[MARMAM] New Publication: POPs in Pacific Island Stranded Cetaceans

Melannie Bachman - NOAA Affiliate melannie.bachman at noaa.gov
Wed Jun 4 13:56:40 PDT 2014


Dear Colleagues,



On behalf of my co-authors, I am pleased to inform you of our recent
publication in *Science of the Total Environment*.



Bachman MJ, Keller JM, West KL, Jensen BA.  Persistent organic pollutant
concentrations in blubber of 16 species of cetaceans stranded in the
Pacific Islands from 1997 through 2011. Sci Total Environ 2014; 488-489:
115-123.


Abstract: Persistent organic pollutants (POPs) are toxic man-made chemicals
that bioaccumulate and biomagnify in food webs, making them a ubiquitous
threat to the marine environment. Although many studies have determined
concentrations of POPs in top predators, no studies have quantified POPs in
stranded cetaceans within the last 30 years around the Hawaiian Islands. A
suite of POPs was measured in the blubber of 16 cetacean species that
stranded in the tropical Pacific, including Hawai'i from 1997 to 2011. The
sample set includes odontocetes (*n* = 39) and mysticetes (*n* = 3). Median
(range) contaminant concentrations in ng/g lipid for the most
representative species category (delphinids excluding killer whales [*n* = 27])
are: 9650 (44.4–99,100) for ∑DDTs, 6240 (40.8–50,200) for ∑PCBs, 1380
(6.73–9520) for ∑chlordanes, 1230 (13.4–5510) for ∑toxaphenes, 269
(1.99–10,100) for ∑PBDEs, 280 (2.14–4190) for mirex, 176 (5.43–857) for
HCB, 48.1 (< 5.42–566) for ∑HCHs, 33.9 (< 2.42–990) for ∑HBCDs, 1.65
(< 0.435–11.7) for octachlorostyrene and 1.49 (< 2.07–13.1) for
pentachlorobenzene. ∑PCB concentrations in these Pacific Island cetaceans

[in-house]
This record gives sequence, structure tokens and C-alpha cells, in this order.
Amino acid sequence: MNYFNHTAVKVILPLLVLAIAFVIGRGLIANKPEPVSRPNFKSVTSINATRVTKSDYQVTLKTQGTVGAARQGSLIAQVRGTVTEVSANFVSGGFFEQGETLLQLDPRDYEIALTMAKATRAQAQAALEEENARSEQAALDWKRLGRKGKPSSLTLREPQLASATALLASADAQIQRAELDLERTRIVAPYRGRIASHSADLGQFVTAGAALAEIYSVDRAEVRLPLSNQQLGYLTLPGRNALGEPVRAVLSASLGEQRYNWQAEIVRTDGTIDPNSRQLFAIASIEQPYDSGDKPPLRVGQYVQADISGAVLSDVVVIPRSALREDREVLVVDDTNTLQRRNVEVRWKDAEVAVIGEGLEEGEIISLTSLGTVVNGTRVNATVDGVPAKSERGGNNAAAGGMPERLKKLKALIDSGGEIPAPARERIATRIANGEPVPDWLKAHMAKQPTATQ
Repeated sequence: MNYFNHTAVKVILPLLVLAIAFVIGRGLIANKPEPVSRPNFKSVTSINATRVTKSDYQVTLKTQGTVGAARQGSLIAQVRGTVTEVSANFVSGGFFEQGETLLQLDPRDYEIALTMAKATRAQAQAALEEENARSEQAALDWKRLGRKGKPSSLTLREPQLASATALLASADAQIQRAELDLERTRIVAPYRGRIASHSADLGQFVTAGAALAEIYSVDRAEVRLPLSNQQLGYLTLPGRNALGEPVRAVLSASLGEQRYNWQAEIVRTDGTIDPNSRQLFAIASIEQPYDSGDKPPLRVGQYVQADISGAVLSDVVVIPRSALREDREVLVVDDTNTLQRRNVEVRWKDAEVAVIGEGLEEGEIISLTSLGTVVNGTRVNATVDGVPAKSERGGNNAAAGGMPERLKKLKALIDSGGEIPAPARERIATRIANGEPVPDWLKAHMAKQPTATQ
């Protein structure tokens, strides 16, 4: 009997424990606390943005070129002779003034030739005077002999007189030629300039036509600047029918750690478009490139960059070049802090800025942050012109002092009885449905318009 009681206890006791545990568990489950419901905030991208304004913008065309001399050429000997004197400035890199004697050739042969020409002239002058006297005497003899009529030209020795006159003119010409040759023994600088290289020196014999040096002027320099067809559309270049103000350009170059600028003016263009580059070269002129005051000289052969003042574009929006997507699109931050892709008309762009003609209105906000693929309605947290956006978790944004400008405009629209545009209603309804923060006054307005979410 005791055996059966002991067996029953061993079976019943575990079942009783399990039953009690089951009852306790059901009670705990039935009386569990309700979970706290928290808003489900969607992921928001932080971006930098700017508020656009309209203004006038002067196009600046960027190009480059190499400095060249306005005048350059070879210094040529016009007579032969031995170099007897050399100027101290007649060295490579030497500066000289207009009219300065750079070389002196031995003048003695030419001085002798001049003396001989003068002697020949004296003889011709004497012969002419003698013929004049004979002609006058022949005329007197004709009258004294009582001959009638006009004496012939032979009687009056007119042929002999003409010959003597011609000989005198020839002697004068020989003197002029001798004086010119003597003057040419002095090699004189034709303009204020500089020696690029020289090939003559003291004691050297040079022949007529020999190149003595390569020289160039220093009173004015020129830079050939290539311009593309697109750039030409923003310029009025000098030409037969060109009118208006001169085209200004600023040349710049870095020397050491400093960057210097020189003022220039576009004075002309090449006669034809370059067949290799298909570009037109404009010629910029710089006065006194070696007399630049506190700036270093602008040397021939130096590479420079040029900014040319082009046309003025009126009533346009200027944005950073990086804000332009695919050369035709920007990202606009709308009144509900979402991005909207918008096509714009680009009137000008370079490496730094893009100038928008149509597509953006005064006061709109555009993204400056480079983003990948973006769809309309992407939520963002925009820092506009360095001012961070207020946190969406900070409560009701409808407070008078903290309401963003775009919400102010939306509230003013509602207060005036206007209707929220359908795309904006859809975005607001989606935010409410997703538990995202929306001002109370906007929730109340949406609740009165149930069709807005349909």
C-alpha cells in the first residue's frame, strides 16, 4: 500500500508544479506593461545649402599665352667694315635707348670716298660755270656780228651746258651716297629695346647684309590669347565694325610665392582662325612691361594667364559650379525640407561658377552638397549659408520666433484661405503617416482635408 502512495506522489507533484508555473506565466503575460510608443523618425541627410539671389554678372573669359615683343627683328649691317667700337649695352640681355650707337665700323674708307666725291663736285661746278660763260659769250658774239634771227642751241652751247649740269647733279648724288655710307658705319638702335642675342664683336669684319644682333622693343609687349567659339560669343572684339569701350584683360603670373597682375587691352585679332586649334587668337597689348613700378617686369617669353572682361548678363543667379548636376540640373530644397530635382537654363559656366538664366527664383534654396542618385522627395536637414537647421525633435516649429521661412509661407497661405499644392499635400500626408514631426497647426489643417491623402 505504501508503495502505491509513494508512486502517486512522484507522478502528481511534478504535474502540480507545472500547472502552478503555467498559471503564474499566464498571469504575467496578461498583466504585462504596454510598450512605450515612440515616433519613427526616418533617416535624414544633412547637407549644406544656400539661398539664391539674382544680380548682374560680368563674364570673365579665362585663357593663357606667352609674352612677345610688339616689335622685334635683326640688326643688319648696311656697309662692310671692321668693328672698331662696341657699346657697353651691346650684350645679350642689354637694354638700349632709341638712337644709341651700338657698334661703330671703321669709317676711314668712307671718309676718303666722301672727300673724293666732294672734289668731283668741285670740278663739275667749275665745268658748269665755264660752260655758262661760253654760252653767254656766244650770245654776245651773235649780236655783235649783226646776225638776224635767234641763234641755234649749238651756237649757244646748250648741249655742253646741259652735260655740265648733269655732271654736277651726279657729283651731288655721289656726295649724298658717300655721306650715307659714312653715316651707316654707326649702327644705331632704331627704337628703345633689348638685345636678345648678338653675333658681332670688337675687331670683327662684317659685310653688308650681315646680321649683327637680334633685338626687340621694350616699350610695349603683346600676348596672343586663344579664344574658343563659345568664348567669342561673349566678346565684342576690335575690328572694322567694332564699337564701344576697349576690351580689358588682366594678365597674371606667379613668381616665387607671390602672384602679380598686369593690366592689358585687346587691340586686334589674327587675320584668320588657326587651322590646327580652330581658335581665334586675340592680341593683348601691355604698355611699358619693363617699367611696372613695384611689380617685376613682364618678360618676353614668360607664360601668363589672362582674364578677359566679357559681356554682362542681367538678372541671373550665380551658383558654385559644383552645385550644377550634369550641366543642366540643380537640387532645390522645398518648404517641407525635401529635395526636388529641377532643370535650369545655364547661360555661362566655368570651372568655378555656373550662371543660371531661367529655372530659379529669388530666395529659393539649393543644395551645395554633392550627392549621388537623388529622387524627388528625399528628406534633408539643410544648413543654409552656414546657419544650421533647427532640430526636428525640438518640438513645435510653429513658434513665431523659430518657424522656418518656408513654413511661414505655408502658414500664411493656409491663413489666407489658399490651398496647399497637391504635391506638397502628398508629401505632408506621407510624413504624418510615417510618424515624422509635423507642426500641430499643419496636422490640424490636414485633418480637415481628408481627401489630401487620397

approach and sometimes exceed proposed toxic threshold values. Backward
stepwise multiple regressions indicated the influence of life history
parameters on contaminant concentrations when performed with three
independent variables (species category, year of stranding, and sex/age
class). No temporal trends were noted (*p* > 0.063), but sex/age class
influences were evident with adult males exhibiting greater contaminant
loads than adult females and juveniles for ∑DDT, ∑PCBs, ∑CHLs, and mirex (
*p* ≤ 0.036). POP concentrations were lower in mysticetes than odontocetes
for many compound classes (*p* ≤ 0.003). *p,p*′-DDE/∑DDTs ratios were
greater than 0.6 for all species except humpback whales, suggesting
exposure to an old DDT source. These POP levels are high enough to warrant
concern and continued monitoring.



This article is available online (
http://www.sciencedirect.com/science/article/pii/S004896971400583X).  Please
send pdf requests to Melannie Bachman (melannie.bachman at noaa.gov).




Sincerely,

Melannie Bachman

-- 
Melannie J. Bachman, MSc
National Institute of Standards and Technology
Hollings Marine Laboratory
331 Fort Johnson Road
Charleston, SC  29412
O: 843-762-8951
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